Cellular and Molecular Biology
Upon encountering antigens in the germinal centers of peripheral lymphoid organs such as the spleen or lymph nodes, mature B-lymphocytes undergo class switch recombination (CSR). CSR alters B cell expression between different immunoglobulin types. This mechanism requires activation induced cytidine deaminase (AID). However, recent speculation into AID activity has led to the conclusion that, due to its mutagenic properties, AID can function as an indirect demethylase with an ability to decrease heterochromatin sites resulting in increased expression within the genome. The aim of the experiment is the elucidation of AID and its regulatory mechanism within the induction of pluripotency. We hypothesize that when a cocktail of 4 transcription factors Oct4, Klf4, Sox2 and cMyc are introduced into fully differentiated cells using a retroviral vector, the cell undergoes a reprogramming process that promotes its conversion to an induced pluripotent cell. AID is thought to mediate this conversion. Using recombinant mice for AID mutations and various transfection techniques including CaCl2 transfection and electroporation, the transcription factors were introduced into the cell. AID expression was tested via Flow Cytometry and Western Blotting. Results with an LSRFortessa X-20 Cell Analyzer and Compound Confocal lens microscope at 150x indicated that upon infection with OKSM factors AID+ cells began reprogramming showing certain early pluripotent factors while AID knockout cells failed to maintain the pluripotent state for an extended period of time in addition to decreased AID levels in B cells indicating the success of the reprogramming process. AID's role in the optimization in reprogramming holds immense therapeutic potential in the field of regenerative medicine.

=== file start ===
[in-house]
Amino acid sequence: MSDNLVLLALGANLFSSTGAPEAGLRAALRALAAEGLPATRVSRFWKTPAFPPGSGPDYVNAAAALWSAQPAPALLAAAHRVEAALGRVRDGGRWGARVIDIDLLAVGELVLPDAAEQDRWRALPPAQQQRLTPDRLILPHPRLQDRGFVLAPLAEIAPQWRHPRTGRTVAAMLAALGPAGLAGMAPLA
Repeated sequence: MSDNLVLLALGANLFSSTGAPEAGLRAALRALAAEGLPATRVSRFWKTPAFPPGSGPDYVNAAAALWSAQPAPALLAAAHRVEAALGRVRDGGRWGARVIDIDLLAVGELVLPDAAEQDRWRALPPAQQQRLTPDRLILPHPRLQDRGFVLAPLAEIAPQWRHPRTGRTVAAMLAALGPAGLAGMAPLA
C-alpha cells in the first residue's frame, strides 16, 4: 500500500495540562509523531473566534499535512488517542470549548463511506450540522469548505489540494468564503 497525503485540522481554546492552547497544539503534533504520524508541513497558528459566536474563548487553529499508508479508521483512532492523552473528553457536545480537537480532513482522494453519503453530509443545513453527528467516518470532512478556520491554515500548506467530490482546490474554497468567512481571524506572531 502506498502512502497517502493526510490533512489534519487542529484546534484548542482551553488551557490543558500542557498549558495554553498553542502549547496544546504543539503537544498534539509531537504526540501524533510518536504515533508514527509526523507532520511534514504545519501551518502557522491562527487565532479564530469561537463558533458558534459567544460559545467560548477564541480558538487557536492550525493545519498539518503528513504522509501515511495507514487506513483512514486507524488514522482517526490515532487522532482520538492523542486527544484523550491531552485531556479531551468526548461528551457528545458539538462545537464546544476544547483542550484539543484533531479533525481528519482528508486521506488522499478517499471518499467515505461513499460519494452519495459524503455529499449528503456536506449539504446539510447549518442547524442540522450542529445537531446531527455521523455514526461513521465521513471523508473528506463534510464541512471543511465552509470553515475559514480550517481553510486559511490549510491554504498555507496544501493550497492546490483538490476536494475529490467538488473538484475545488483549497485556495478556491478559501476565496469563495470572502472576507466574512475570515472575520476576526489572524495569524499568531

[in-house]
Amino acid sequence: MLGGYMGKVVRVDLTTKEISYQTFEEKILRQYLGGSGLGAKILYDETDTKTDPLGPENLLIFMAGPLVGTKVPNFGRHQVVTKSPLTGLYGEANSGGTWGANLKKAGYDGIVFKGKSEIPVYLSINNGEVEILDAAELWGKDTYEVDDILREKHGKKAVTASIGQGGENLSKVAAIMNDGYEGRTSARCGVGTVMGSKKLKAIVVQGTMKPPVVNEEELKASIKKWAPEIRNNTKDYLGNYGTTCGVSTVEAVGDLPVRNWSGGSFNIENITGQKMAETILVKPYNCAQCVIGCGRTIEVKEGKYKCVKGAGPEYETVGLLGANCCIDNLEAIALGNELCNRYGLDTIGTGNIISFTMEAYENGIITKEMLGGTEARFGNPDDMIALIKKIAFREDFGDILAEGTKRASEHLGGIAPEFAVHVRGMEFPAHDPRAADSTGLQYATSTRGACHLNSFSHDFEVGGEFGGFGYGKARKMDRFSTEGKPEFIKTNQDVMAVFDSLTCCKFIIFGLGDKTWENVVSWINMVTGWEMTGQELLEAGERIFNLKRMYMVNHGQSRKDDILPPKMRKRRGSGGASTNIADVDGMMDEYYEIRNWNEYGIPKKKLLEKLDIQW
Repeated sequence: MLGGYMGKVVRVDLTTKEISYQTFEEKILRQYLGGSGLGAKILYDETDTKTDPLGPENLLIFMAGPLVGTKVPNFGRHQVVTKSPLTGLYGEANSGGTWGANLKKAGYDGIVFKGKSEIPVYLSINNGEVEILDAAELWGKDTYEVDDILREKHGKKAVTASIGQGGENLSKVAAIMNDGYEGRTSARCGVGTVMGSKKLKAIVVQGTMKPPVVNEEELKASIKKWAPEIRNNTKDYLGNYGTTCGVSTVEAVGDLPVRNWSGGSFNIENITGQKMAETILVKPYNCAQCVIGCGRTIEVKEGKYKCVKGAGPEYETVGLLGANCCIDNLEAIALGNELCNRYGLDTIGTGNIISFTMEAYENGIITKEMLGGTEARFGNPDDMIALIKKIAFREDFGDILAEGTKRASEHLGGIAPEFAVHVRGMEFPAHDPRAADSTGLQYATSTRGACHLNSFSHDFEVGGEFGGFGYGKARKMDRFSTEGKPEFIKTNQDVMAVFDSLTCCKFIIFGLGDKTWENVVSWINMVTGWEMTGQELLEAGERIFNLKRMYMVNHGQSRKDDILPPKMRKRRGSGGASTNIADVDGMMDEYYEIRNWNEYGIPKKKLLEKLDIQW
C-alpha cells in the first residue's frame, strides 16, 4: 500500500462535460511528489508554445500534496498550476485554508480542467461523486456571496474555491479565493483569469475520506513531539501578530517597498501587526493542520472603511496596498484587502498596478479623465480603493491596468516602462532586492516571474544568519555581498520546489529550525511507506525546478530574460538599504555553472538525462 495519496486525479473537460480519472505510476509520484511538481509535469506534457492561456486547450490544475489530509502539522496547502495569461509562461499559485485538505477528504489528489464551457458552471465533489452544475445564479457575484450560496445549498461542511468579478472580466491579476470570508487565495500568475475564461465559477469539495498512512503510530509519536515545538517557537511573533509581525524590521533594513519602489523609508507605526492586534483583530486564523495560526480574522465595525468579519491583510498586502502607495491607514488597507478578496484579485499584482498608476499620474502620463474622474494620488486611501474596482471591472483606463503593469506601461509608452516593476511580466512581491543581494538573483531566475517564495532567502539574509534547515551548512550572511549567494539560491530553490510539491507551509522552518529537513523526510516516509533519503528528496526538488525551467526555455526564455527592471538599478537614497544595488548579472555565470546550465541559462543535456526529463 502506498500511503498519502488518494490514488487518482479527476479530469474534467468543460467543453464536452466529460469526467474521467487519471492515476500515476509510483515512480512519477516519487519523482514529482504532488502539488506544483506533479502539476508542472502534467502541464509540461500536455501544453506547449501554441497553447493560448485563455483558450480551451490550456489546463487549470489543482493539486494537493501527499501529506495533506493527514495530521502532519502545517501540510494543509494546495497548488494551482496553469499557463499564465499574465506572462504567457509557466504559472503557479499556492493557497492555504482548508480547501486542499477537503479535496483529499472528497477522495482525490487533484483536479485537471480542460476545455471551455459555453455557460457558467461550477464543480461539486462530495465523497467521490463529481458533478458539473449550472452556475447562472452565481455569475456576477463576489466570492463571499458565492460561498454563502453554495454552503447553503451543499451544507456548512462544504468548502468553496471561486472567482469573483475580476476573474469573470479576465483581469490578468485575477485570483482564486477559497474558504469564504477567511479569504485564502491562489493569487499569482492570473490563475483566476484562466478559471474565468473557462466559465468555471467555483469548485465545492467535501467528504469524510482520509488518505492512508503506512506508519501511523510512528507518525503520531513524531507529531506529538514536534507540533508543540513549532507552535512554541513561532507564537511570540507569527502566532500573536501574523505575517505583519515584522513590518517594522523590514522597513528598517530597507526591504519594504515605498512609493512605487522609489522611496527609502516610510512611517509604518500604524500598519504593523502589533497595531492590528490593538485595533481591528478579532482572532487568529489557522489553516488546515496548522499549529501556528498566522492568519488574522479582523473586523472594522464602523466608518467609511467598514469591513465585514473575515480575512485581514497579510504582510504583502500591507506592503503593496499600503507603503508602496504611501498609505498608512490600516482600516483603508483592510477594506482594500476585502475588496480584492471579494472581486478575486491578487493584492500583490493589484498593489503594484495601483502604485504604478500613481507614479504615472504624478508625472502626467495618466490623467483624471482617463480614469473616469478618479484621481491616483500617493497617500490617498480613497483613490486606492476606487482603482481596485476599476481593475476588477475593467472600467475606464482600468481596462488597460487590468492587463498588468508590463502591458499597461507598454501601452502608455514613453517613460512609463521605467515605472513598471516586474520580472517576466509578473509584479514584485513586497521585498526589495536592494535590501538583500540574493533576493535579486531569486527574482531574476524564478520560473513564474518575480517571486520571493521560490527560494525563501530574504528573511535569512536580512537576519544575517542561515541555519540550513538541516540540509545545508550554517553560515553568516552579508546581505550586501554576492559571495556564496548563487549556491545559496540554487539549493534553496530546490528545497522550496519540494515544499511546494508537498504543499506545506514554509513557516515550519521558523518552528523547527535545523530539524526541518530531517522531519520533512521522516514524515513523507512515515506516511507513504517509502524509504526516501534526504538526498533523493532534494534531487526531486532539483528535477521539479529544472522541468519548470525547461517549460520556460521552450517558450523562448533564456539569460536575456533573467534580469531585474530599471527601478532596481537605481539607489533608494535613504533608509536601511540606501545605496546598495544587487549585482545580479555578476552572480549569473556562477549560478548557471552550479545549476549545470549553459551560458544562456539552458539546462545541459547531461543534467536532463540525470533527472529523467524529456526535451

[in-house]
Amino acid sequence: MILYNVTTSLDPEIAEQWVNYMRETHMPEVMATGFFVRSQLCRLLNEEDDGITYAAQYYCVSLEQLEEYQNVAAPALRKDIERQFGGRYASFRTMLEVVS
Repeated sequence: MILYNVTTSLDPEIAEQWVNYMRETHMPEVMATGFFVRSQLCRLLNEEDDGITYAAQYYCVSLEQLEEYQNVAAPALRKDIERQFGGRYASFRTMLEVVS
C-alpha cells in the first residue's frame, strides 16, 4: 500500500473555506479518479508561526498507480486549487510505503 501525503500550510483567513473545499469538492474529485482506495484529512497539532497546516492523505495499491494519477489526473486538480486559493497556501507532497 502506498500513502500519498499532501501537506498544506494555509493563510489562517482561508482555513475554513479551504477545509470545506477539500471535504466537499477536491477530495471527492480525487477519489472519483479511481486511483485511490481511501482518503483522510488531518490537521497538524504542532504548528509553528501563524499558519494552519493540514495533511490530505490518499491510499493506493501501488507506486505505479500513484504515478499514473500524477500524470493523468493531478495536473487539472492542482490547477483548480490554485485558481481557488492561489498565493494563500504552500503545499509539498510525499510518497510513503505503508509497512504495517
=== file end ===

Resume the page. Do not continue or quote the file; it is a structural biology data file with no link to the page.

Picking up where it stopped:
Fourth Award of $500